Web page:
As world continue to flatten and economies become increasingly inter-connected – globalization of R&D remains a successful approach. Booz & Company published its recent study of 1000 public companies sharing the trend; rationale and geographic growth. The study is pretty recent and it was published in Winter of 2008.
Check out the study here.
This study emphasize – what I have always believed in – that globalization of R&D is just not about lower cost. Although cost gets more touted than the overall perspective that globalization can bring. It is about Innovation, access to better talent pool and market proximity otherwise not available.
I also believe that doing it right require time and commitment. There is no quick fix. In fact, more established an organization – harder it can be. It is like any other execution effort where there are companies that has successfully implemented the model as there are countless others who tried and failed.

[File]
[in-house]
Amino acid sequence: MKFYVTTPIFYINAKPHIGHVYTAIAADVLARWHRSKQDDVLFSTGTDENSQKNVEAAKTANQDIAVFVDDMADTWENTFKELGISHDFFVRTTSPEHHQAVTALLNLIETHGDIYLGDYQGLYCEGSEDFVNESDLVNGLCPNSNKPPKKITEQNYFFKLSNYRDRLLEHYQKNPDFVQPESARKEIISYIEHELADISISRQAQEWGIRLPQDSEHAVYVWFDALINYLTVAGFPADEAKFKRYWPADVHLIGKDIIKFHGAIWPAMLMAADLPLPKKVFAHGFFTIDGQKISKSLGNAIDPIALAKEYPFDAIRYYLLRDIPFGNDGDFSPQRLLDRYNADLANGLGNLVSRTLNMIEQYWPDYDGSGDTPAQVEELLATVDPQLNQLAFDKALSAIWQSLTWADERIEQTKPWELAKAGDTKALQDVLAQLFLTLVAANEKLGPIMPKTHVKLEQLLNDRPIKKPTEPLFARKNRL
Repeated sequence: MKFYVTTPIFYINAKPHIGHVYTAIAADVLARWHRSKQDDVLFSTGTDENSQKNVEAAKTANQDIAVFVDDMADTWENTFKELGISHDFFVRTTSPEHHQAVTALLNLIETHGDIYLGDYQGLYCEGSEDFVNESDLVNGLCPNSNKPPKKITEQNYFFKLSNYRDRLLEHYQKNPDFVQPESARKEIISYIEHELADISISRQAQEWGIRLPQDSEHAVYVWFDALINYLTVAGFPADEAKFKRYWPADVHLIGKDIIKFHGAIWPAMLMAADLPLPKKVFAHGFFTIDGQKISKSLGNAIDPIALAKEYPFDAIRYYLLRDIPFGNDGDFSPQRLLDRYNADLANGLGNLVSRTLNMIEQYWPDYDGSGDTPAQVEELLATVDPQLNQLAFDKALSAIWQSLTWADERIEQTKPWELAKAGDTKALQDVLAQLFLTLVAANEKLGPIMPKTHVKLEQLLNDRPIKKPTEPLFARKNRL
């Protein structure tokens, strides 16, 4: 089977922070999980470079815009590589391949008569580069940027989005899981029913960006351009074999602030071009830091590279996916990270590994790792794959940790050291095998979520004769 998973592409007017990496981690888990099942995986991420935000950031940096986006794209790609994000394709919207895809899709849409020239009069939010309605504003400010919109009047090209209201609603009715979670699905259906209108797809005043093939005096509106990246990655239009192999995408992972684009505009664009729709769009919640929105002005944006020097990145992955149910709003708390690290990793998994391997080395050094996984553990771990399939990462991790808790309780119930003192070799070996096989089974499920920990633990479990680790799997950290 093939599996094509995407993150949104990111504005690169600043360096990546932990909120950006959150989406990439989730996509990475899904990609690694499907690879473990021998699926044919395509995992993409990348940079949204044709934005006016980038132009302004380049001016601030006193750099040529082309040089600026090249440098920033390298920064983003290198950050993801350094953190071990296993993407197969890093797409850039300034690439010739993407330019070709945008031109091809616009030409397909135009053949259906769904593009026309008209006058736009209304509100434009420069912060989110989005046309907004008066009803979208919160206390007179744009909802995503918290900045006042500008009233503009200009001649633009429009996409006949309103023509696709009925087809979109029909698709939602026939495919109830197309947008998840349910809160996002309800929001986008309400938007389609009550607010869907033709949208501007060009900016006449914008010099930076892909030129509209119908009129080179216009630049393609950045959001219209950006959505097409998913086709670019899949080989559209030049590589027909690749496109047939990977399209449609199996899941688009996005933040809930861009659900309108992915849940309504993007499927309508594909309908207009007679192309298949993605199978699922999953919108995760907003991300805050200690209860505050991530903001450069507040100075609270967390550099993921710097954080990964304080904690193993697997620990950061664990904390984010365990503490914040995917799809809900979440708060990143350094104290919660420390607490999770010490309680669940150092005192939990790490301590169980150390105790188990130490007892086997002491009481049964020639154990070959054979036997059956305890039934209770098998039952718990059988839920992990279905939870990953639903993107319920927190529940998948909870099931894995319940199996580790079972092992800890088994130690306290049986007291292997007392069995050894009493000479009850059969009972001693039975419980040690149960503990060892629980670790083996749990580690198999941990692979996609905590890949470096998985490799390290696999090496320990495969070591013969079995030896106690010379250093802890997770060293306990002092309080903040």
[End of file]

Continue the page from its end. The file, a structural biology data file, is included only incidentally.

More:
Snippet of message that sums up the study:
“… companies that invest wisely in a multinational innovation footprint are gaining far better returns on their R&D investment than companies that exclusively keep their laboratories at home — or that fragment them across a wide variety of locations.”
Here is a data point pertaining to the globalization of R&D as it relates to US:
“At first glance, observers might think that this represents a loss of jobs, intellectual power, and influence for the home countries of these companies. But innovation spending seems to flow in both directions at once. Even as the companies based in the U.S. performed $80.1 billion worth of R&D in other countries, companies headquartered elsewhere poured $42.6 billion into R&D conducted in the U.S. In fact, 40 percent of the money spent on R&D in the U.S. is spent by companies headquartered elsewhere. The total amount of R&D spending in the U.S. is 2.7 times as great as in Japan, whereas the spending generated by companies headquartered in the U.S. is only two times as great.”